If you want to know the specific microphones Eno used to record the album, or what sorts of things the band members were fighting about when the album was produced, this may not be the 33 1/3 you are looking for. I actually love that sort of thing too, but this book is about more than that. The book covers Talking Heads, but it also covers Jonathan Lethem...and there are shades of Lionel Essrog and Perkus Tooth thrown in for good measure. It's a privilege to watch this guy's mind at work, and it's also a pretty wild ride.
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6 of 6 people found the following review helpful By George W. Davis on April 8, 2013
Format: Paperback
I've read 'Gravity's Rainbow' and 'Infinite Jest'. I'm a reader who has NEVER in his life had to put a book down in response to being annoyed at the writer's style. He clearly loves his subject but I have tried, repeatedly, picking this mess up after setting it down for a few weeks and I just can't do it.
It's been six months, Mr Lethem. I've made it to page 76 (where side 2 starts up) and there's no place in my brain for your endlessly disjointed prose. I may try one of your novels for curiosity's sake but only if someone else pays for it. I'll be forever shying away from your name when I see it in my favorite book store. Sorry, dude, but you're giving me cramps.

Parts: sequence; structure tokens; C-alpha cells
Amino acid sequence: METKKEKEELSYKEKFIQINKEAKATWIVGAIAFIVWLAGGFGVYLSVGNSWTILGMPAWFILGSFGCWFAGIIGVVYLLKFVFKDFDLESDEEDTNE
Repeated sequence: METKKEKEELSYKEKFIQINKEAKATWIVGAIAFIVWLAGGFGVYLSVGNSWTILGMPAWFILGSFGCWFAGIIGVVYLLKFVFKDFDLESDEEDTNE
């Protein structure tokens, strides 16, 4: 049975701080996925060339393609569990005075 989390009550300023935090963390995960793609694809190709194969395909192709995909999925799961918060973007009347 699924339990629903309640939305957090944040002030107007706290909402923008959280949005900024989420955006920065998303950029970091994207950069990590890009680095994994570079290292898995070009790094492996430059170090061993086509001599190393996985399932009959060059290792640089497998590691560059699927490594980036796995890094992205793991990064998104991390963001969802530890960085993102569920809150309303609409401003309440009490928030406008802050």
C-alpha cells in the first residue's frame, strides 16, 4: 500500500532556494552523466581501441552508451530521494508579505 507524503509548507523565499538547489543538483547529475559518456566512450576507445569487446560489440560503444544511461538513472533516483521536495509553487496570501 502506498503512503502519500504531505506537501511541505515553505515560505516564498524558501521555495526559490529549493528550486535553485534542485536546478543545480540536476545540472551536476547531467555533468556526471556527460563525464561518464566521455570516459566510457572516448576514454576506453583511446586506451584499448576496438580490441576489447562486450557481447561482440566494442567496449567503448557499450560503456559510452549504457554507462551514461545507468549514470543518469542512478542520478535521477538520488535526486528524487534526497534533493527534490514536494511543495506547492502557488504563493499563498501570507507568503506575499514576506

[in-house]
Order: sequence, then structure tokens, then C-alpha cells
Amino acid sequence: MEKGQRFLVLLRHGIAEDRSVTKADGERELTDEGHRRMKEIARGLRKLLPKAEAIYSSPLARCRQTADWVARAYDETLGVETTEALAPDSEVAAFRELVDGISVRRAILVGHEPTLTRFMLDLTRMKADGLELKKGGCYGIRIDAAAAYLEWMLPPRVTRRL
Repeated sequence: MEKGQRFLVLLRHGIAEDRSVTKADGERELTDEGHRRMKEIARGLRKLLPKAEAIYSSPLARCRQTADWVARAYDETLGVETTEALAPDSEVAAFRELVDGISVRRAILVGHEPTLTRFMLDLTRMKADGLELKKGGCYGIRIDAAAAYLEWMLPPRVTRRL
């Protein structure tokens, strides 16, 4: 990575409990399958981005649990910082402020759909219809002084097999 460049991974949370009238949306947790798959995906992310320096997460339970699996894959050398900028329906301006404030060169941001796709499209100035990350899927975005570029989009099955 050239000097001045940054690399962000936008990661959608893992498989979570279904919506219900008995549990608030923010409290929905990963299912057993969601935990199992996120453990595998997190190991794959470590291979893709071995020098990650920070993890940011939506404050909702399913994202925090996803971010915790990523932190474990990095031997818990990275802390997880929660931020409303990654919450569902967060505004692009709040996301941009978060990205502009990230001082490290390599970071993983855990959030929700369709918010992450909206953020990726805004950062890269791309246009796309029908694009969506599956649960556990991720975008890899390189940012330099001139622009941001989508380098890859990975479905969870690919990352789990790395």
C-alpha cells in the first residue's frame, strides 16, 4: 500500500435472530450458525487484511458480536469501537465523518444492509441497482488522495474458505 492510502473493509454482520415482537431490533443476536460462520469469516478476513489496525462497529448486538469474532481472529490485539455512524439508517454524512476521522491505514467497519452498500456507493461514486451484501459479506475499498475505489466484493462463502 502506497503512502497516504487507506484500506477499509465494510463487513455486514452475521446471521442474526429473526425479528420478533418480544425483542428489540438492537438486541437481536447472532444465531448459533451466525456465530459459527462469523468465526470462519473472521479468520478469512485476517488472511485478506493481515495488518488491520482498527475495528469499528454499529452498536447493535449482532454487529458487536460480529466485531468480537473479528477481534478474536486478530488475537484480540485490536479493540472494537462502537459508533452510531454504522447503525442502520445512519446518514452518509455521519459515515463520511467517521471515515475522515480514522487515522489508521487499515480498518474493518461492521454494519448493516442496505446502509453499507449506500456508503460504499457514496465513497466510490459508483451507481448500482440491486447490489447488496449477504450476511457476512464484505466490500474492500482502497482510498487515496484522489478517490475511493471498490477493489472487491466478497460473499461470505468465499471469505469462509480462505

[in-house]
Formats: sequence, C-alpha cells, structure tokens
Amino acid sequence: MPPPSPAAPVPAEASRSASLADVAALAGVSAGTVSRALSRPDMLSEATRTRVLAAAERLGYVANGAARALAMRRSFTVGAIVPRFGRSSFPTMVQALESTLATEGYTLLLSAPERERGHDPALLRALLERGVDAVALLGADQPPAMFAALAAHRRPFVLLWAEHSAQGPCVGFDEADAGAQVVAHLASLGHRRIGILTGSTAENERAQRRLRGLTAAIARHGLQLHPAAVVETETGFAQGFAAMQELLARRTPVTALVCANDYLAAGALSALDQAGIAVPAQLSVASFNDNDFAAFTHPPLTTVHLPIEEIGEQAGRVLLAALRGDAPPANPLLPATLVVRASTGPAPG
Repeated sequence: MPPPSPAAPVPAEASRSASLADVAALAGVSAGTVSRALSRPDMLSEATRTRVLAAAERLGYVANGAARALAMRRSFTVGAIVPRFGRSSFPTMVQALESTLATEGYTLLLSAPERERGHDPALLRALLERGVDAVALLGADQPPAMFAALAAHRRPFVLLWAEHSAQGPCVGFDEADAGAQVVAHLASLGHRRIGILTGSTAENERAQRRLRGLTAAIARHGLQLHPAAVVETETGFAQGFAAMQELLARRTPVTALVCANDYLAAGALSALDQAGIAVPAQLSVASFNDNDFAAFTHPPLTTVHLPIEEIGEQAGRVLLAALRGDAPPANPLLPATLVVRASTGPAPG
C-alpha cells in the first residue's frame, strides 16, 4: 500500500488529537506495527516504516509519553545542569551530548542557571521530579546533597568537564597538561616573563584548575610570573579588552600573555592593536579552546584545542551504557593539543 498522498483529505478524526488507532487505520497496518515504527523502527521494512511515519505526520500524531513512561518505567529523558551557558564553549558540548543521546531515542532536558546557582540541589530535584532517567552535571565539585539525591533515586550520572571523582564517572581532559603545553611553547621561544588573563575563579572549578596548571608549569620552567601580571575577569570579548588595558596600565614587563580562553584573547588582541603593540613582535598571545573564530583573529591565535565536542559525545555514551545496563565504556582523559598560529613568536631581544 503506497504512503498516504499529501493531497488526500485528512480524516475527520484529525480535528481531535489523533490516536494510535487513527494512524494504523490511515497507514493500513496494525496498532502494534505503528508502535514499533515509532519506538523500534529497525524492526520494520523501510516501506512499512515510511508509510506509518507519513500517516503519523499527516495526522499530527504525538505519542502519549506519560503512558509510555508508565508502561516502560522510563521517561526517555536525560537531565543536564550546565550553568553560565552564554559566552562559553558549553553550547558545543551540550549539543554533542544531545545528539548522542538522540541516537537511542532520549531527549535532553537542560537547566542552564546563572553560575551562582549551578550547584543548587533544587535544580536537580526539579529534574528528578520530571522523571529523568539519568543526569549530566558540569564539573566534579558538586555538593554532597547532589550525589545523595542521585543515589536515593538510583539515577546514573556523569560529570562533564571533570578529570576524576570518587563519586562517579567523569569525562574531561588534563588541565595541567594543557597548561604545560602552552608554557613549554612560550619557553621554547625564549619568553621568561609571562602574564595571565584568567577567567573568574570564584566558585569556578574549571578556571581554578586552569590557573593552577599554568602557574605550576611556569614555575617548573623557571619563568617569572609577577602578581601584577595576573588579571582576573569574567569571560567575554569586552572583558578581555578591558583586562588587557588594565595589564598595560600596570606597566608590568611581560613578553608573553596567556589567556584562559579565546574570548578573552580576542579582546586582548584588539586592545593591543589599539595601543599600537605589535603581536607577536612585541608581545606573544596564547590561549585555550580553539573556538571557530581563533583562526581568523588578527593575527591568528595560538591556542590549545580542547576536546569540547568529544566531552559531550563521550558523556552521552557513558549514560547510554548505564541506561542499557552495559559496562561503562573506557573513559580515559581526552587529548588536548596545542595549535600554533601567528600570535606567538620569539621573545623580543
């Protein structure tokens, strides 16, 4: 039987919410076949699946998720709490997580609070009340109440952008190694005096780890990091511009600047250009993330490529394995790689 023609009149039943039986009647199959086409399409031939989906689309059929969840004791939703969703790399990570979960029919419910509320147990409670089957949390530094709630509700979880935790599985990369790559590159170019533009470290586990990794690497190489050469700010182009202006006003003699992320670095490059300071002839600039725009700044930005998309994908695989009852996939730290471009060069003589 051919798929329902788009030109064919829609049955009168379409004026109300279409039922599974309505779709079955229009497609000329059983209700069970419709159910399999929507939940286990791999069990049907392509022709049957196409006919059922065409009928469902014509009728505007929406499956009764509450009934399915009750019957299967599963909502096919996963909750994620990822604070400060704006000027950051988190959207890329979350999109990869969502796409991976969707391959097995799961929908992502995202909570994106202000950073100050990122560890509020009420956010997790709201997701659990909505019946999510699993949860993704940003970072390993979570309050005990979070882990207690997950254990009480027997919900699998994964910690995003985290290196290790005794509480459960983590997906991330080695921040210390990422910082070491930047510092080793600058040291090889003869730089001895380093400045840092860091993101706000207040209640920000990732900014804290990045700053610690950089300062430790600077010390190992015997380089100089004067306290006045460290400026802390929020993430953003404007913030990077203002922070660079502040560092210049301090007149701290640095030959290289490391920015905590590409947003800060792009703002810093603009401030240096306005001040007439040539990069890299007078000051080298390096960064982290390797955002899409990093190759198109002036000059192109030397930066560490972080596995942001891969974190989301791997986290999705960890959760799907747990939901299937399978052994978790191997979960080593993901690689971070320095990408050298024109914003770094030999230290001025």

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16 of 20 people found the following review helpful By P. Ambrose on May 3, 2012
Format: Paperback Verified Purchase
Quick and simple, Jonathan Lethem has written a majestic tribute to one of rock music's turning point masterpieces. If you are a Talking Heads fan of any degree, you must read this. Don't brush your teeth or cut your hair, just add to cart.
Beautifully written from without a doubt an adoring fan. Puts the T-Heads into a great perspective. Thank You, Jonathan. The Heads have never been heralded as the geniuses they were. Pure aural art. (And visual when you have the vinyl editions of course!)
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13 of 16 people found the following review helpful By Mark Bowes on June 29, 2012
Format: Paperback Verified Purchase
One of the worst in the series. No insight into the making of the music. Simply the author's masturbatory ramblings and self-satisfying hyperbole. It would have been nice to include a few quotes from the band on the actual making of the record. Skip this one altogether. A total waste of a read.